We tried to vary the scale of the activities, provide some activities that could be done with very little supervision, and consider an array of needs. Marie Kennedy, the University of Cambridge Museums‘ Children and Young People Widening Participation Officer, created a Bridget Riley-inspired SEN Look Think Do. We also worked with museum teachers Nicola Wallis, Jennie Thornber and Jacqui Strawbridge and museum designer Ayshea Carter to record some Look Think Do object based stories. We worked with Fitz Learning Associate for Families Fliss Mottram to market these as a part of our digital offer in lieu of our Family First Saturday events.

We released entries three times a week from April until June and then at least once a week until July. We consistently posted on social media about the entries, using fun gifs that we made ourselves to attract interest.

Whilst we were without digital infrastructure that would make them searchable, we created a table of curriculum links, resources and themes to enable teachers and parents to navigate their way based on theme and content.


We found it was difficult to evaluate these resources as we would have liked. When teaching in the museum, we rely on having the captive audience facing us directly, creating a constant cycle of feedback – that is entirely absent from digital engagement. First we taught ourselves Google Analytics. This felt daunting at first but this training from Digital Culture Network was helpful. We soon realised that the resources were doing pretty well and were able to see when they were most used (during the school week) and where – our city and wider region. Now, they have had over 25,000 page views and the webpages were visited regularly between March and July.


With the huge strain of teaching during a pandemic, we weren’t able to ask teachers to trial and feedback as we ordinarily would. We could see that entries were being sent out as a part of schoolwork by local schools, had some engagement on Twitter, and received some positive initial feedback from our teachers mailing list – but we are now thinking about how we might develop more rigorous user testing of our digital resources post COVID-19.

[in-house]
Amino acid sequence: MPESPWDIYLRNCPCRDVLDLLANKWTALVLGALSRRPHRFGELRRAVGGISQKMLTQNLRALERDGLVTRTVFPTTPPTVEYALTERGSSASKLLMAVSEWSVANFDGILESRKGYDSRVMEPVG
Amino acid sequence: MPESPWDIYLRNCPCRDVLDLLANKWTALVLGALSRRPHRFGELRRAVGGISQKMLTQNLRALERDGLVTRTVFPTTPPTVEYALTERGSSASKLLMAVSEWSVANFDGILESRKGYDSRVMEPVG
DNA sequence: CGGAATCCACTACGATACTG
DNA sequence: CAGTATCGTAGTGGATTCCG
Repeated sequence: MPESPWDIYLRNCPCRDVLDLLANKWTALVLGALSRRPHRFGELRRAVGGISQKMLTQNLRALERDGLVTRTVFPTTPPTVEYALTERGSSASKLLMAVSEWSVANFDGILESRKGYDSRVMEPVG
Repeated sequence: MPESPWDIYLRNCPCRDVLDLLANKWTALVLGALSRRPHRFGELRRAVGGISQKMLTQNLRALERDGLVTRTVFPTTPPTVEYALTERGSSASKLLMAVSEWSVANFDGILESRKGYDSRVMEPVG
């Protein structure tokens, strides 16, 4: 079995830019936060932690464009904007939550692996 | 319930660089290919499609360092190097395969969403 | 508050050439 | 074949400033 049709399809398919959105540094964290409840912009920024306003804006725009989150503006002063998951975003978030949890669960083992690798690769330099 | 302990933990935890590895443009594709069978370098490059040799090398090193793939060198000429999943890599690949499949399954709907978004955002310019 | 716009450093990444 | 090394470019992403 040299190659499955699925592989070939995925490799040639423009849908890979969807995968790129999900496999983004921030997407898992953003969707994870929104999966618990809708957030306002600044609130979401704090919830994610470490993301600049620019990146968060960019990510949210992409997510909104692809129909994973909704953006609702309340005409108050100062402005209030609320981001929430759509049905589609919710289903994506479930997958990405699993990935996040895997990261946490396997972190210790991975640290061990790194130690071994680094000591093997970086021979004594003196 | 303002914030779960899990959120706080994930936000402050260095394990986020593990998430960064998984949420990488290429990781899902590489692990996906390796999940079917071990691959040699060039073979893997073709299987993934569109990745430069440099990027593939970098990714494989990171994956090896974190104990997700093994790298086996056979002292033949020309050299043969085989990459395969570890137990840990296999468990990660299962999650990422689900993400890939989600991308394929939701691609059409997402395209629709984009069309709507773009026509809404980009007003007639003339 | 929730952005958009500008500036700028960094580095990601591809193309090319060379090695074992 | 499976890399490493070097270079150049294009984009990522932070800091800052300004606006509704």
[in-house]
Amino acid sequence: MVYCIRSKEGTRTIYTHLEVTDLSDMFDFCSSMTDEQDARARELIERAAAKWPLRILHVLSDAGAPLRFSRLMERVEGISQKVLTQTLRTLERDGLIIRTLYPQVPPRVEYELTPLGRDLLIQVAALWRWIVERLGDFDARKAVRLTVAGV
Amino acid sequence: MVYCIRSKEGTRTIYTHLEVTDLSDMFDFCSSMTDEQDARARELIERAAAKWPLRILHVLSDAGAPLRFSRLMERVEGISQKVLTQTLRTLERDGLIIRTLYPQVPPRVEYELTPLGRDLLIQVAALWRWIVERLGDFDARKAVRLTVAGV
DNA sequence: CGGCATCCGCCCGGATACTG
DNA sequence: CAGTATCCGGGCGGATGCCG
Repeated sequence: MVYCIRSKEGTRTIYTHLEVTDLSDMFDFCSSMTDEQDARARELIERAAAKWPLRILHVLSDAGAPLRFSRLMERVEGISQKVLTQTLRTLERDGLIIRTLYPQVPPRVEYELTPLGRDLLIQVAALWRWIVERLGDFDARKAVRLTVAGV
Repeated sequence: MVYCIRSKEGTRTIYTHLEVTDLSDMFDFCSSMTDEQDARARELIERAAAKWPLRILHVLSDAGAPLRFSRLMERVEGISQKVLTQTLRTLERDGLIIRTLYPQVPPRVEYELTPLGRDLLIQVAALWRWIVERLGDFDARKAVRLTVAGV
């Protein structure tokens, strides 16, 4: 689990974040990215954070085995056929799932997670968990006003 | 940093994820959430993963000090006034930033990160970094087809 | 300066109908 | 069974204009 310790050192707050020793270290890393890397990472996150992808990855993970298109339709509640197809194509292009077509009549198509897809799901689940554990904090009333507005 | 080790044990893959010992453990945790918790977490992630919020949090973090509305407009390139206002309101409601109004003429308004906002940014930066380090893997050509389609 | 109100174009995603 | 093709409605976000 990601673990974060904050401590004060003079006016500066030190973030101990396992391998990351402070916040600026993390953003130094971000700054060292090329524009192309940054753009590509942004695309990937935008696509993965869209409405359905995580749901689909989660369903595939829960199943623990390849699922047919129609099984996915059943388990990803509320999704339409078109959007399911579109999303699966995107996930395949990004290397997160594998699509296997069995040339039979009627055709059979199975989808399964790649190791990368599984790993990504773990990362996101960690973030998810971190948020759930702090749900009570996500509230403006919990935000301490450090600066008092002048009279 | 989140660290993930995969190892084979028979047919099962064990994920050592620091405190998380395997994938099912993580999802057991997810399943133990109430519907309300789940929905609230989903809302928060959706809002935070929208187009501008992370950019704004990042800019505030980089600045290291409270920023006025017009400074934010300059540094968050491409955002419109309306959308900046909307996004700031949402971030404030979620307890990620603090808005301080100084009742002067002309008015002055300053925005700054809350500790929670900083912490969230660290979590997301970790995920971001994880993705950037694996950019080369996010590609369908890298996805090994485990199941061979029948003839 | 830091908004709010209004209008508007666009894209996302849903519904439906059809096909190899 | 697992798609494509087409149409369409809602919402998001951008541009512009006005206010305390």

From July, we have been working with a panel of primary school teachers to help us develop our new virtual offer, of which Look Think Do will form a part. The teachers we spoke to in our initial meetings mentioned the flexibility of the resources, how they could easily be scaled and linked into their curriculum. They also noted things we had not anticipated: they had been showing children all of the entries and allowing them to have agency over their interests, and a few commented that the diversity of cultures, artists, and objects were valuable methods for teaching inclusively. And, to our joy, one teacher compared Look, Think, Do to Explorify- a great compliment!

“It’s a really nice way of linking into topics and actually it’s really lovely that ‘Look, Think, Do’ [format].”

“It’s definitely good to broaden [student’s] eyes a bit about what different artefacts and art things are there that might link. Get them excited. And also to remind them that the museum is on their doorstep, once the museum opens up and you can go and look and see it.”

“It’s the kind of thing you can have a quick look at, but if you want you can make it into more of a longer session, or you can also use it for sort of a ten minute ‘let’s just have a look at this and talk about it’”

“Having an object that’s been made by a Black artist is a really nice way into the topic that’s maybe not as dry as a political activist or a politician from years gone by – just because it makes it a little bit more kind of tangible, and then you can do artwork kind of off the back of it, especially for Key Stage 1 as well.”


We have also been sent some lovely photos and feedback from families using our Look Think Do Art Activity packs via our community partners.

“I have been incredibly impressed and thankful for your Fitzwilliam Activity Packs. They have been an excellent source of creative excitement and artistic encouragement for my little one, who is greatly looking forward to visiting the Fitzwilliam Museum hopefully one day soon!”


Conclusion and Next Steps

Although we can’t wait to see schools in the museum again, we are so proud of Look Think Do. Once schools are able to visit the museum and the threat of school closure is far behind us, we will consolidate these to ensure that they are suitable for classroom use. We are also building them into a wider array of digital resources for schools that we are currently working on. As our new website is developed, we hope to build a search engine that will make the navigation through Look Think Do more practical for schools and students. We are also looking forward to working in partnership with local schools, teachers and families to develop, create and test new digital resources over the coming months.